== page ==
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Sony Music’s new deal with Dubset will let it monetize unofficial remixes

Sony Music’s new deal with Dubset will let it monetize unofficial remixes


Dubset wants to legitimize distribution for DJs and producers

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Photo by Dante D’Orazio / The Verge

Rights clearance startup Dubset has just inked a deal with Sony Music to allow monetization of its songs in DJ sets and of unofficial tracks that sample its artists. This means that artists could have their bootleg remixes and DJ sets legally cleared and distributed on Apple Music and Spotify, with every rights holder receiving a portion of royalties. This is the first major label Dubset has secured, and it’s a big step toward tackling gray area material that has proved problematic for platforms like SoundCloud.

The deal is a tangible move forward in the music industry’s ongoing battle with sampling and bootlegs. Dubset claims more than 35,000 labels and publishers are already using its services, but the Sony agreement will massively expand coverage for DJs, who often use recognizable radio songs for remixes and DJ sets. Sony can set rules to restrict some of its content, but Dubset CEO Stephen White says “the majority” of the label’s catalog will be available.

Dubset has platforms called MixSCAN and MixBANK, which work in tandem to identify songs and distribute royalties. After a track is uploaded on MixBANK, Dubset’s proprietary tech scans it for samples, identifies the rights owners, and clears the track for distribution on Apple Music or Spotify. Dubset also handles the royalties for each track uploaded, dividing the money between rights holders and DJs. “Sony was open to the deal because it not only opens up another revenue stream for them, it also revitalizes their back catalog,” says Alex Dias, a content manager for Dubset.

We’re talking hundreds of rights holders

DJ mixes have historically proved to be especially difficult for monetized distribution. “The average mix is 62 minutes long and has 22 different songs in it, and those 22 different songs are represented by over 100 different rights holders,” White tells The Verge. Using Dubset’s technology, a 60-minute mix can be processed in just 15 minutes.

During that 60-minute mix, White says, MixSCAN will fingerprint every three seconds of audio. “We’re using a combination of audio fingerprinting technologies and fairly advanced algorithmic approaches to identify the underlying masters that are being used in a mix or a remix,” he says. Although MixBANK asks DJs themselves to identify the masters they use (as shown below), White says this is just to help validate MixSCAN’s results.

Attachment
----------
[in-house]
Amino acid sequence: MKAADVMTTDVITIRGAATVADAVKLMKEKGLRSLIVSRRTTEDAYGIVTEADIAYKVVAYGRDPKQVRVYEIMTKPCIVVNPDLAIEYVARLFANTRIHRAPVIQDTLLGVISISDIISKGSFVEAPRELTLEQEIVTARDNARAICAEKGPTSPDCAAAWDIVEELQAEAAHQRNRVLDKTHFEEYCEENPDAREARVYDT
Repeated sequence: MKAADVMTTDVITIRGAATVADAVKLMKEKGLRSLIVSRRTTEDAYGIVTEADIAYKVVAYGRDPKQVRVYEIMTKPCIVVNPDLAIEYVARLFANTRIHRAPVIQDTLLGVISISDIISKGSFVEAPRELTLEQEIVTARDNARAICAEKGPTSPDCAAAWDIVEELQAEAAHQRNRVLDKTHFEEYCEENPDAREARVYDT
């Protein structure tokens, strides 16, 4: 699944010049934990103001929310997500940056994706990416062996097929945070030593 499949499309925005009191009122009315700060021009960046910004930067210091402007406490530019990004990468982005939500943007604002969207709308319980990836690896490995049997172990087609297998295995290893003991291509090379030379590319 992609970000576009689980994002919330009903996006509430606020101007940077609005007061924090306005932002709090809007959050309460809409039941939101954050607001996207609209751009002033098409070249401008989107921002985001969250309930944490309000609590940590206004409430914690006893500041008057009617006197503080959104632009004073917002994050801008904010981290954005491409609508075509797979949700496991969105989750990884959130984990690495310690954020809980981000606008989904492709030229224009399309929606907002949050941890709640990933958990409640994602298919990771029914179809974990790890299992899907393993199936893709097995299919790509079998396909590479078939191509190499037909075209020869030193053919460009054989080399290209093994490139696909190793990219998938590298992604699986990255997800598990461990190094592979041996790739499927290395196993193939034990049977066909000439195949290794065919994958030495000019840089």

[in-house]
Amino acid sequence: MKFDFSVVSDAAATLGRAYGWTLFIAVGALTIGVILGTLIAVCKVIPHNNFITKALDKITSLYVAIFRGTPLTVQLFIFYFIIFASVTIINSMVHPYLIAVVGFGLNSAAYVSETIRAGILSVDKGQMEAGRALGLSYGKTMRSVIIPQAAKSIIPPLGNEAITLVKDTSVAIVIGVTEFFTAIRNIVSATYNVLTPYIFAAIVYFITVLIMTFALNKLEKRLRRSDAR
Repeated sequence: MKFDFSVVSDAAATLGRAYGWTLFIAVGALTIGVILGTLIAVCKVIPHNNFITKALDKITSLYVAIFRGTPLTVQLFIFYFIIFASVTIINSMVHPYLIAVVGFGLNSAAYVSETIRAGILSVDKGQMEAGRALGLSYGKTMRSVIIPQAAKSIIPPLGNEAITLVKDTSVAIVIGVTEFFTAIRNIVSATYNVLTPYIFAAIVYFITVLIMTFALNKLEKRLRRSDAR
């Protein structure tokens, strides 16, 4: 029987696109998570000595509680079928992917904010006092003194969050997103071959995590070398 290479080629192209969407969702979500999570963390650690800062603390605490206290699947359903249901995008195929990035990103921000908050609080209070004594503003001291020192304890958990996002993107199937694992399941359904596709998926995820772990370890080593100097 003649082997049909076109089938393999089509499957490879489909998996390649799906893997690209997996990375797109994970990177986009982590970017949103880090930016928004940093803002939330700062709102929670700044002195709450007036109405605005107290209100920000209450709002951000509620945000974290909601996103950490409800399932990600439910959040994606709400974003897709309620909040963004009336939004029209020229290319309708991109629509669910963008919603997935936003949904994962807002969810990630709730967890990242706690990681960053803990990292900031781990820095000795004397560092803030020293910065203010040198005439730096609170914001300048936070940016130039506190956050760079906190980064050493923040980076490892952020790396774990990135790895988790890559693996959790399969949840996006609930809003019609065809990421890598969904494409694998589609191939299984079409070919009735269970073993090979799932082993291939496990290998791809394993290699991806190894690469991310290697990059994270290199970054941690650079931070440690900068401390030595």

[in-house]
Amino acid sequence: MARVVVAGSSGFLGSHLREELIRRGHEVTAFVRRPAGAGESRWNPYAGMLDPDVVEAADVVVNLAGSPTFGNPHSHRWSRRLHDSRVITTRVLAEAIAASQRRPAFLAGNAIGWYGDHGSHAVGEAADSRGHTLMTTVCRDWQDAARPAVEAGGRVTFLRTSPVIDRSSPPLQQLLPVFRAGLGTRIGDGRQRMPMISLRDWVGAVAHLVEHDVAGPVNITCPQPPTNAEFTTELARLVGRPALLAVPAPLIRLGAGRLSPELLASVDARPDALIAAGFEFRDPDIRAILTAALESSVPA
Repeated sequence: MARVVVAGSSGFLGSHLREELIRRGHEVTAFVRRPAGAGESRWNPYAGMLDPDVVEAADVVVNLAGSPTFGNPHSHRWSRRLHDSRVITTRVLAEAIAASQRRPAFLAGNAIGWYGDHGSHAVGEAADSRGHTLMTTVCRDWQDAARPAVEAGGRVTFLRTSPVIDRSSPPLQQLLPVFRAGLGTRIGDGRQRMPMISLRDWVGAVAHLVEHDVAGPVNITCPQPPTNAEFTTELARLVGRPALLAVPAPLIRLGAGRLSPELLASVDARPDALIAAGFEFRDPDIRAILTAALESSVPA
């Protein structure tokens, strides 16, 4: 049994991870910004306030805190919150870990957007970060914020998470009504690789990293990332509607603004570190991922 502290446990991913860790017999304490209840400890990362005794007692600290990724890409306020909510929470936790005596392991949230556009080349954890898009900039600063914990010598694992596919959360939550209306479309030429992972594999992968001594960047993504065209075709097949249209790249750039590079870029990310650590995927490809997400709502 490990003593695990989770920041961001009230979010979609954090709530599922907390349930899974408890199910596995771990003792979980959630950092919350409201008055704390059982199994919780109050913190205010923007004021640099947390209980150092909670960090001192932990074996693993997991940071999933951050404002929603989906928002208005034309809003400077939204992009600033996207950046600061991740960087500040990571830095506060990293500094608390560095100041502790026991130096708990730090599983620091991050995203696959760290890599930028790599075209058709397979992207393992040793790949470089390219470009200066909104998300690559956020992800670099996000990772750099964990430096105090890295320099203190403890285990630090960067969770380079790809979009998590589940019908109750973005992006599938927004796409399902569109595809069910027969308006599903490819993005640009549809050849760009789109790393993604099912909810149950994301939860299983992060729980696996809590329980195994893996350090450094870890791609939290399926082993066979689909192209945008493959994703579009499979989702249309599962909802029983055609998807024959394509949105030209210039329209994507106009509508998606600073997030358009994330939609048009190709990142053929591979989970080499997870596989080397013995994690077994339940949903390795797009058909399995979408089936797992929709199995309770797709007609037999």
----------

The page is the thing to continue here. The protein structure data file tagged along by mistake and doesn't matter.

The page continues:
Dubset’s interface for submitting DJ mixes and remixes.

Dubset recently succeeded in clearing a full DJ set for Apple Music, White tells The Verge. A landmark achievement, this marks the first time a sample-heavy mix has appeared on the streaming service in its entirety. The DJ, H.O.S.H., hosts the majority of his live sets on SoundCloud, which currently only offers limited monetization through label-released SoundCloud Go songs and its invite-only SoundCloud On Premier program.

Dubset’s deal is also a blow to SoundCloud. Once a popular platform for DJ mixes and bootlegs, SoundCloud has in recent years struggled to appeal to creators while also trying to appease labels gunning for copyright takedowns. SoundCloud’s new CEO Kerry Trainor has said he wants to refocus the platform by bolstering tools for creators, but if Dubset can get other major labels on board, it might beat SoundCloud to a legal solution for sample-reliant music content. Should Dubset secure deals with Universal and Warner, there’s a good chance a hefty portion of remixes and DJ sets could be redirected toward Spotify and Apple Music. By alleviating copyright infringement fear for musicians and providing royalty payouts to all parties involved, Dubset could eventually succeed where SoundCloud failed.

“For artists, [this deal] means that the music being used in remixes and mixes is now being properly controlled, properly monetized, and they’re getting fairly compensated for the use of their works,” White says.

Dani Deahl’s Dr. Dre remix awaiting clearance from rights holders.

A source close to Dubset tells The Verge that the company is also working on similar deals with Universal Music Group and Warner Music.

Disclosure: Verge reporter Dani Deahl is currently working with Dubset to get one of her remixes cleared. She provided the screenshots above. This partnership has not influenced coverage.